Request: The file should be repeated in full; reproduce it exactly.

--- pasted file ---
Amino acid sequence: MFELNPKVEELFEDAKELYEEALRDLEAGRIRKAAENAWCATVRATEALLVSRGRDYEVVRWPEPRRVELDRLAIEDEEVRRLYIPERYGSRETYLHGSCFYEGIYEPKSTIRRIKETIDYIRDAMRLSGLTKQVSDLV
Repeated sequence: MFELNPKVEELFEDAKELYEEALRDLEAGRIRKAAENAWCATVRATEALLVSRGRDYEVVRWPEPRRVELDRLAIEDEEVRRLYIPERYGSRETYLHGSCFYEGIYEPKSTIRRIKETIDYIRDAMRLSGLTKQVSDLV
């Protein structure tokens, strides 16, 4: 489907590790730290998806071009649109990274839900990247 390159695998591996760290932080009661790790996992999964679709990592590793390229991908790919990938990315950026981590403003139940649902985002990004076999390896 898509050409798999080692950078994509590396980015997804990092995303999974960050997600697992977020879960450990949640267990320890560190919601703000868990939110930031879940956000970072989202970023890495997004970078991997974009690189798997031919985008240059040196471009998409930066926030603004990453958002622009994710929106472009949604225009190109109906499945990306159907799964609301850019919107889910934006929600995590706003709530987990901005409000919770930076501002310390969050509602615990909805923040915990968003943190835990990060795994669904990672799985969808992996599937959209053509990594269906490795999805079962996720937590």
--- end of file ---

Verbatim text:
Amino acid sequence: MFELNPKVEELFEDAKELYEEALRDLEAGRIRKAAENAWCATVRATEALLVSRGRDYEVVRWPEPRRVELDRLAIEDEEVRRLYIPERYGSRETYLHGSCFYEGIYEPKSTIRRIKETIDYIRDAMRLSGLTKQVSDLV
Repeated sequence: MFELNPKVEELFEDAKELYEEALRDLEAGRIRKAAENAWCATVRATEALLVSRGRDYEVVRWPEPRRVELDRLAIEDEEVRRLYIPERYGSRETYLHGSCFYEGIYEPKSTIRRIKETIDYIRDAMRLSGLTKQVSDLV
């Protein structure tokens, strides 16, 4: 489907590790730290998806071009649109990274839900990247 390159695998591996760290932080009661790790996992999964679709990592590793390229991908790919990938990315950026981590403003139940649902985002990004076999390896 898509050409798999080692950078994509590396980015997804990092995303999974960050997600697992977020879960450990949640267990320890560190919601703000868990939110930031879940956000970072989202970023890495997004970078991997974009690189798997031919985008240059040196471009998409930066926030603004990453958002622009994710929106472009949604225009190109109906499945990306159907799964609301850019919107889910934006929600995590706003709530987990901005409000919770930076501002310390969050509602615990909805923040915990968003943190835990990060795994669904990672799985969808992996599937959209053509990594269906490795999805079962996720937590």